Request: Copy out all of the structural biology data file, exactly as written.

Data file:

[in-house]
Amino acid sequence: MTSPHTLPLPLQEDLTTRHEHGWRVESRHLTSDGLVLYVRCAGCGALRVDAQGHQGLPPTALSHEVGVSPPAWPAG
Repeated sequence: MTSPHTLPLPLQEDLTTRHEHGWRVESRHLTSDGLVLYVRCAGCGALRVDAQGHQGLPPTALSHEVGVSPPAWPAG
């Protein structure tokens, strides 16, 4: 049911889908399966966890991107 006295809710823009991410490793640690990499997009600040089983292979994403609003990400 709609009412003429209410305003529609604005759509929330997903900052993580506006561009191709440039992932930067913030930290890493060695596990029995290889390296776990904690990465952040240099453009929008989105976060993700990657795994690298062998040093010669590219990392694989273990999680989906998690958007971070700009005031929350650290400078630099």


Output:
[in-house]
Amino acid sequence: MTSPHTLPLPLQEDLTTRHEHGWRVESRHLTSDGLVLYVRCAGCGALRVDAQGHQGLPPTALSHEVGVSPPAWPAG
Repeated sequence: MTSPHTLPLPLQEDLTTRHEHGWRVESRHLTSDGLVLYVRCAGCGALRVDAQGHQGLPPTALSHEVGVSPPAWPAG
């Protein structure tokens, strides 16, 4: 049911889908399966966890991107 006295809710823009991410490793640690990499997009600040089983292979994403609003990400 709609009412003429209410305003529609604005759509929330997903900052993580506006561009191709440039992932930067913030930290890493060695596990029995290889390296776990904690990465952040240099453009929008989105976060993700990657795994690298062998040093010669590219990392694989273990999680989906998690958007971070700009005031929350650290400078630099």